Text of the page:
Healthy Relationships | Friends crucial to life of happiness

In middle age, I rediscovered the power of friendship. Perhaps others have had the same experience, but throughout my 30s and early 40s, focused on my kids, my husband, my work and a doctoral program, friendships often were placed on the back–burner of my life. In days already packed with family and work commitments, friendships felt like a luxury I couldn’t afford; the time required to nurture them was time I simply didn’t have. Or so I thought.

It turns out that beyond the relationships we have with our life partners or our children, we need friendships as well. A strong and healthy marriage takes place within a network of relationships that support and nurture it. No one person can meet all our needs and relationships become unhealthy, if not abusive, when one person looks to his or her partner to meet every emotional, spiritual and psychological need. Healthy life partnerships need to be fed both internally and externally — and friendships, those nurtured as a couple and those each individual has, are a critical part of the equation. It is a good thing for your life partner to be your best friend — as long as he or she is not your only friend.

We’ve all heard it said that it takes a village to raise a child — and some of the most important villagers are friends. Friends who are also experiencing the joys and frustrations, the confusion and terror, the pride and the overwhelming love that comes with being a parent are often a lifeline that keeps us sane. The friends who share our values and beliefs become those we trust to mentor and guide ourchildren. And our children’s lives become richer knowing that other adults care for them in important ways.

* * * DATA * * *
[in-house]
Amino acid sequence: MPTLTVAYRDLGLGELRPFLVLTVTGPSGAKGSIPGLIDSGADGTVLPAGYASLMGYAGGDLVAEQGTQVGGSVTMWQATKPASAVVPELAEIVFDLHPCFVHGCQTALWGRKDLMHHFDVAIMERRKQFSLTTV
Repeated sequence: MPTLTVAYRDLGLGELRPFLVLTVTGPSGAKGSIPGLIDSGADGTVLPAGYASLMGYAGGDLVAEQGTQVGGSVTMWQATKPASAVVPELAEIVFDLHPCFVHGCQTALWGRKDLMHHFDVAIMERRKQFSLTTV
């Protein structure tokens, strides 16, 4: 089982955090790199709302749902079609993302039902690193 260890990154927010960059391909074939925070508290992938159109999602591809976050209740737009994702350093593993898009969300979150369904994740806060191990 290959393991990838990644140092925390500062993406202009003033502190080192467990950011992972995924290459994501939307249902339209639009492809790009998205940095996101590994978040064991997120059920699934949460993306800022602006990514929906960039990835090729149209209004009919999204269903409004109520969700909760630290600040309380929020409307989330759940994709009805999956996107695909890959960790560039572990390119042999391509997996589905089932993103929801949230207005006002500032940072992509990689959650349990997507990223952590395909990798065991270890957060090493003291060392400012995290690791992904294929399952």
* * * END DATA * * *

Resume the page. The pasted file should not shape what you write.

Sometimes life sneaks up on you when you aren’t looking and the friendships I’ve discovered have without a doubt made me a better parent and probably a better life partner. While they are different from the intense (and often way too dramatic) friendships of college and early adulthood, the friendships of middle age are as deep and rich as those made earlier in life. My friends and I commiserate over the wayward child, share funny birthday cards, make meals when one of us falls ill, and go to one another’s parent’s funerals. Henri Nouwen wrote that “When we honestly ask ourselves which person in our lives means the most to us, we often find that it is those who, instead of giving advice, solutions, or cures, have chosen rather to share our pain and touch our wounds with a warm and tender hand.” Friends are those who may not have any answers but will sit with us in the questions. Friends will do what they can then stay with us when there is nothing else to be done. While I know that I am not as good a friend as my friends are to me, still too easily consumed by other aspects of my life, I hope that I’m learning. Luckily, my friends continue to teach me what love looks like as we travel our different roads together.